However she does get two mentions - one when Columbo is first shown the guillotine trick by placing his head under the blade ("Mrs Columbo would have a heart attack if she'd seen this") and another as the premise for getting Blake to be all psychic round the crime scene - apparently the concept of police psychics gets mentioned a lot in the supermarket magazines, and who are we to argue with that?
What new-fangled thing does Columbo learn about this episode?
We'd like to say magic, because he does learn some magic tricks, but Columbo probably learnt far more about that in Series 5's Now You See Him.... However the real lessons come in faking extra sensory perception - which he comes a real master of - and in mind reading.
Well okay so he probably didn't actually read Blake's mind just before Blake tried to kill Columbo, but it was near as could be.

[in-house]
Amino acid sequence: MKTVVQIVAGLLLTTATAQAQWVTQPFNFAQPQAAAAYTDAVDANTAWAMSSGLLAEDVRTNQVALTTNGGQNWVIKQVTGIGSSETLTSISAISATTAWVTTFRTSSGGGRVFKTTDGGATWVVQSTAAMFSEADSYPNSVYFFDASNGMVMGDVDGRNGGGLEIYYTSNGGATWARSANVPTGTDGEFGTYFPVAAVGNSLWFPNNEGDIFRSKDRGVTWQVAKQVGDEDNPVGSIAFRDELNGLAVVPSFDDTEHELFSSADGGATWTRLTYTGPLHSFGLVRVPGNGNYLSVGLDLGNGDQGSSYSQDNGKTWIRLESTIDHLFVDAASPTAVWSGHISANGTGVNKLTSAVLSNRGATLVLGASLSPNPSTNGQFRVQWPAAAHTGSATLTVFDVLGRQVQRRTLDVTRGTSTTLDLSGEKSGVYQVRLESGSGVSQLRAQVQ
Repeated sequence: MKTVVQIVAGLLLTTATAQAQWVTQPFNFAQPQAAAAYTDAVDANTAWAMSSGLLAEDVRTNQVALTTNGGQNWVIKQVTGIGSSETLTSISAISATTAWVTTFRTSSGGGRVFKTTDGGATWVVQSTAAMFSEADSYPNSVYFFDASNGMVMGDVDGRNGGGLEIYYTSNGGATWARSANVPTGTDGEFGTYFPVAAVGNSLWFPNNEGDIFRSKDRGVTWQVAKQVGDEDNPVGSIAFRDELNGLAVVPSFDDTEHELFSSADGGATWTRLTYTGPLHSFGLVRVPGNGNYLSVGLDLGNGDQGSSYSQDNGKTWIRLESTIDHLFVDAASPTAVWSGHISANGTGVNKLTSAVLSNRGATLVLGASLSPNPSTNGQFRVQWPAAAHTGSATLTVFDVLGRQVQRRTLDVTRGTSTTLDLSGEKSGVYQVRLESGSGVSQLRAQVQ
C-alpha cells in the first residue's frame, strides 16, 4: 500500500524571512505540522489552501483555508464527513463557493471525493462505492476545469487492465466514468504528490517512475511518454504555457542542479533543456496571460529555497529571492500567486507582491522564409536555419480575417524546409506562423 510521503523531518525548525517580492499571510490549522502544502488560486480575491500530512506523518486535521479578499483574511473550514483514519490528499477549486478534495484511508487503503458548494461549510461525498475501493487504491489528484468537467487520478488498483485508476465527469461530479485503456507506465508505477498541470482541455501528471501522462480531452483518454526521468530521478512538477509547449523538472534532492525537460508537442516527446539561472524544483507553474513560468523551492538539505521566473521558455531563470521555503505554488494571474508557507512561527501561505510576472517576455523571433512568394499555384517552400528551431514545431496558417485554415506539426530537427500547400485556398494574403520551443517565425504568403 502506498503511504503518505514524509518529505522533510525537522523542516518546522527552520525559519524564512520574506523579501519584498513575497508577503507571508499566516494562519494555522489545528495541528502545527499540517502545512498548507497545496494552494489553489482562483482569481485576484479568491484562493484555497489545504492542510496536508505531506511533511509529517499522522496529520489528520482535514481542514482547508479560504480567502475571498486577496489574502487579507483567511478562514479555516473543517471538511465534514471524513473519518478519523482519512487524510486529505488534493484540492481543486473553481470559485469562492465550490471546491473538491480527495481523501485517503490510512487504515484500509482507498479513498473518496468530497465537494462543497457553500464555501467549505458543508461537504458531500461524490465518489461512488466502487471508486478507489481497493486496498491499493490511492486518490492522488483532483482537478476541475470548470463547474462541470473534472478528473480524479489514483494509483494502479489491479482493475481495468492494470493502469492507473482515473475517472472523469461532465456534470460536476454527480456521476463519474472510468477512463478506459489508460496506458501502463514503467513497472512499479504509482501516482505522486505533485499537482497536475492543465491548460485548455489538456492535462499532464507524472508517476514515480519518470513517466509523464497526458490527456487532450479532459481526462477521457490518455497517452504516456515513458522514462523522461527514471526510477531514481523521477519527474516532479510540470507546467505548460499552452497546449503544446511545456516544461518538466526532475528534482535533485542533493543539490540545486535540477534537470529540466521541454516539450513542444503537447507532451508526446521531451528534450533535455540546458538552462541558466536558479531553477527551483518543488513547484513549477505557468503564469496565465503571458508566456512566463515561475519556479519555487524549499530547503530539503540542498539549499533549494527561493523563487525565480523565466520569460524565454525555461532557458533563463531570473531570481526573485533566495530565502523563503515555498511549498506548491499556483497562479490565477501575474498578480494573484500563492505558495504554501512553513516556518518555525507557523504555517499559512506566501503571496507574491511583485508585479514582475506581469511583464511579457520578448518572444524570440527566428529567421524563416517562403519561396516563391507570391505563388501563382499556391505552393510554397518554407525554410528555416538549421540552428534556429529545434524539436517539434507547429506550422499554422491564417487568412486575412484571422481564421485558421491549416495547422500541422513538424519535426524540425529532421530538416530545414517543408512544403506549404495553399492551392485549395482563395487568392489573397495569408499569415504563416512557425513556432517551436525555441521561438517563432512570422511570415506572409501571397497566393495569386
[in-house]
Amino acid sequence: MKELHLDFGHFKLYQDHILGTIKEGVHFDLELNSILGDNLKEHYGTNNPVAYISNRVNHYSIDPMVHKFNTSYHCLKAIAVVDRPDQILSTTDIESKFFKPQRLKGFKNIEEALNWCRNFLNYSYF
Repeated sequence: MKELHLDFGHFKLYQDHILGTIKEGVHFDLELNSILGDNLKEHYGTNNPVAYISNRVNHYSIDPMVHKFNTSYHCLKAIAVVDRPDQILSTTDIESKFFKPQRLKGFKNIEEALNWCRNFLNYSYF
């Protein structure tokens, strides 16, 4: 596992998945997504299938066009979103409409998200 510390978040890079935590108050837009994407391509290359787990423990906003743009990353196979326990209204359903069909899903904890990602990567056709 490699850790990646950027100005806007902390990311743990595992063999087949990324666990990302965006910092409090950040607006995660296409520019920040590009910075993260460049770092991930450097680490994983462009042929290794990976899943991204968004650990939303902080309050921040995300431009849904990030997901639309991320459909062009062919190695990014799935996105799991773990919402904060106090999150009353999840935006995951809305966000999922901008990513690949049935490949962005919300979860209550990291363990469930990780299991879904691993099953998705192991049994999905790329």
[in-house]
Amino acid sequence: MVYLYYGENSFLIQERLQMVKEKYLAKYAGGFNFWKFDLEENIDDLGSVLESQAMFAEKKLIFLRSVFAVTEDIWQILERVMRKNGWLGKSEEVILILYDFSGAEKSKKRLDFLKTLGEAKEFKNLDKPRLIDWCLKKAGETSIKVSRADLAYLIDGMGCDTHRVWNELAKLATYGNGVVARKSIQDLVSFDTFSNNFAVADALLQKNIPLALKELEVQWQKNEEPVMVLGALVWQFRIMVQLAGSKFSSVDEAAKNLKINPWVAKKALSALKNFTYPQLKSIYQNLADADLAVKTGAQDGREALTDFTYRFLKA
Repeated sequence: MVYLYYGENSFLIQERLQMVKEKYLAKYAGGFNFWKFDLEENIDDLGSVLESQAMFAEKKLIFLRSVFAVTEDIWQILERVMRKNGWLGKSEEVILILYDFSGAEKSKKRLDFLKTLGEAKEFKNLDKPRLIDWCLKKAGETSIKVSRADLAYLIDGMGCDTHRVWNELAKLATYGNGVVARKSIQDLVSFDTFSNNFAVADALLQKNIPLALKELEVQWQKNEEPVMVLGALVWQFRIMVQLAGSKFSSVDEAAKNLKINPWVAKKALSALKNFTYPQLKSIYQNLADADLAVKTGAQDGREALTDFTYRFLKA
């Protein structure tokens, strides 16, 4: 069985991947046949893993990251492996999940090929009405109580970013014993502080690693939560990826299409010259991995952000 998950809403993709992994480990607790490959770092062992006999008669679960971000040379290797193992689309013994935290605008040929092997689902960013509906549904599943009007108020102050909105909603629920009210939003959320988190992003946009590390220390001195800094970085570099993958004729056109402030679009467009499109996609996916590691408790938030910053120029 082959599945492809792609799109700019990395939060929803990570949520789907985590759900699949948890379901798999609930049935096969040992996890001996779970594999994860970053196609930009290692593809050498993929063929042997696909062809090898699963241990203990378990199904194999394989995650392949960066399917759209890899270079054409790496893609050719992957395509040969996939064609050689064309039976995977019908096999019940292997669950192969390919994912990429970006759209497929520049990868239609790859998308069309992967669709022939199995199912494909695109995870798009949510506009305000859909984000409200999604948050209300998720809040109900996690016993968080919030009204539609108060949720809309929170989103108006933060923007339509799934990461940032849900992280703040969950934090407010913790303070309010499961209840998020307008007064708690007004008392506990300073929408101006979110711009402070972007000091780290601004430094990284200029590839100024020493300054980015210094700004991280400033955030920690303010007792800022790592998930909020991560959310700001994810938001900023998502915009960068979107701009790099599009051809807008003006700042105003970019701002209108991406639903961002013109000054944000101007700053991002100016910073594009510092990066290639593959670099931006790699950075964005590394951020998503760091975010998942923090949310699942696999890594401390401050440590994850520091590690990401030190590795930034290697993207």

Was anyone given sedatives?
Sigh. Sadly not. Instead we got blood dripping in a bucket. And after seeing that, I think I need sedatives, thank you very much.
Deviations from the norm and inconsistencies with other Columbo episodes
Ah well, right at the end Columbo pulls a gun on Blake and if that's not enough to make you go "What the..." I don't know what is!
As it happens it's a joke gun that just shoots out a flag saying "BANG!"
Appearances by the Regular Cast
Series 8 contained virtually no regular cast remembers. Well if they were there, we didn't see them.
There's something gloriously about this episode. It's beautifully shot - dark, moody and well lit. There's some excellent scenes that just evoke atmosphere. And some intriguing acting - Anthony Andrews as Blake offers facial expressions that cover everything under the sun and you're pretty convinced rather quickly on that his character is a bit on the deranged side.
The plot is complicated yet masterful. However the most respect must go to Columbo himself who seems to quickly gain psychic powers himself and is so convinced he has got his man, that he risks his own life to nab him.
In fact the only bad thing in this episode is the title, which doesn't seem to be particularly imaginative nor descriptive of the episode. Instead it conjures up images of the French Revolution. Yes, okay so the guillotine is the murder weapon - and how often can you say that? - but the episode is just so much more.